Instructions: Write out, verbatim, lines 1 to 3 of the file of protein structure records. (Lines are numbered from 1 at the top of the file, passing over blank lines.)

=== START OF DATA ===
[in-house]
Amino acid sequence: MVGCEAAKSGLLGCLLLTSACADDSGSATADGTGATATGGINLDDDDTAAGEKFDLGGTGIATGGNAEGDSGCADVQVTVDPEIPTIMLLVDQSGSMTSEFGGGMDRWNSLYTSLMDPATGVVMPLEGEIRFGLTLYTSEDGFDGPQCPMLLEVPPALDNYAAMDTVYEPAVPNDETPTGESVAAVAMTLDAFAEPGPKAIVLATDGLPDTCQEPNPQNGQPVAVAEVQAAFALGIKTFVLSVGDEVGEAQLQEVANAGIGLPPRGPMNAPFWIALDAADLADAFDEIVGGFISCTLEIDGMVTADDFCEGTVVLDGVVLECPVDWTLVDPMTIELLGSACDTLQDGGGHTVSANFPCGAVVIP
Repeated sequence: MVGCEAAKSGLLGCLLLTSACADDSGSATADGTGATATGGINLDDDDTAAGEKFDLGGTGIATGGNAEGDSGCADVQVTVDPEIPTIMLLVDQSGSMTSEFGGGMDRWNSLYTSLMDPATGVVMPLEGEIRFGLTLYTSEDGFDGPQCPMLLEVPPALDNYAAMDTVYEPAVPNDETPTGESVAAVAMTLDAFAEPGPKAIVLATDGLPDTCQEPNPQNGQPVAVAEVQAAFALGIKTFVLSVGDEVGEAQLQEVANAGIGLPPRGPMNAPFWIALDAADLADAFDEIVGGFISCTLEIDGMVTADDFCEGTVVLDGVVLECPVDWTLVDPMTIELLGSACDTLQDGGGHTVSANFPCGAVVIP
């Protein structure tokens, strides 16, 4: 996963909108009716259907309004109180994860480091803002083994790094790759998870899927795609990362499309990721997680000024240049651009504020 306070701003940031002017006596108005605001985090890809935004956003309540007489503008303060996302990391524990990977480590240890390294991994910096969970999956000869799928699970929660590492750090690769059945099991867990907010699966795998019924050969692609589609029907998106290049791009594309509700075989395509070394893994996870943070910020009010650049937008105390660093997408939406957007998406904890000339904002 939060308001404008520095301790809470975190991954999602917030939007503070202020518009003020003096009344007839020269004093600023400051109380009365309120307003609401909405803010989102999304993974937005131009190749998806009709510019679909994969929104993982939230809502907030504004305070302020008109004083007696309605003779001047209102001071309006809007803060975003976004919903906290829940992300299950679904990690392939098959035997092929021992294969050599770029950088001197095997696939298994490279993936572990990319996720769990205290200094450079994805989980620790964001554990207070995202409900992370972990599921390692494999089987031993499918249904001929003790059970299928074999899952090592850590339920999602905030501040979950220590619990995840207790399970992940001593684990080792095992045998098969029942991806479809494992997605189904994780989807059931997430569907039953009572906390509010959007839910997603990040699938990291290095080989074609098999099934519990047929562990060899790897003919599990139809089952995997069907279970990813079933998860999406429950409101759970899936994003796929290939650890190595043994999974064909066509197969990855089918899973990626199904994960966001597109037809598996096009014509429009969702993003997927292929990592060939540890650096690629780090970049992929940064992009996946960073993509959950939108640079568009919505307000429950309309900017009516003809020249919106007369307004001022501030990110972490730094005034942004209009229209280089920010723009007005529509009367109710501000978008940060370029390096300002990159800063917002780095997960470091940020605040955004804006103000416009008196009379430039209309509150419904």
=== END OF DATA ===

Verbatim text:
[in-house]
Amino acid sequence: MVGCEAAKSGLLGCLLLTSACADDSGSATADGTGATATGGINLDDDDTAAGEKFDLGGTGIATGGNAEGDSGCADVQVTVDPEIPTIMLLVDQSGSMTSEFGGGMDRWNSLYTSLMDPATGVVMPLEGEIRFGLTLYTSEDGFDGPQCPMLLEVPPALDNYAAMDTVYEPAVPNDETPTGESVAAVAMTLDAFAEPGPKAIVLATDGLPDTCQEPNPQNGQPVAVAEVQAAFALGIKTFVLSVGDEVGEAQLQEVANAGIGLPPRGPMNAPFWIALDAADLADAFDEIVGGFISCTLEIDGMVTADDFCEGTVVLDGVVLECPVDWTLVDPMTIELLGSACDTLQDGGGHTVSANFPCGAVVIP
Repeated sequence: MVGCEAAKSGLLGCLLLTSACADDSGSATADGTGATATGGINLDDDDTAAGEKFDLGGTGIATGGNAEGDSGCADVQVTVDPEIPTIMLLVDQSGSMTSEFGGGMDRWNSLYTSLMDPATGVVMPLEGEIRFGLTLYTSEDGFDGPQCPMLLEVPPALDNYAAMDTVYEPAVPNDETPTGESVAAVAMTLDAFAEPGPKAIVLATDGLPDTCQEPNPQNGQPVAVAEVQAAFALGIKTFVLSVGDEVGEAQLQEVANAGIGLPPRGPMNAPFWIALDAADLADAFDEIVGGFISCTLEIDGMVTADDFCEGTVVLDGVVLECPVDWTLVDPMTIELLGSACDTLQDGGGHTVSANFPCGAVVIP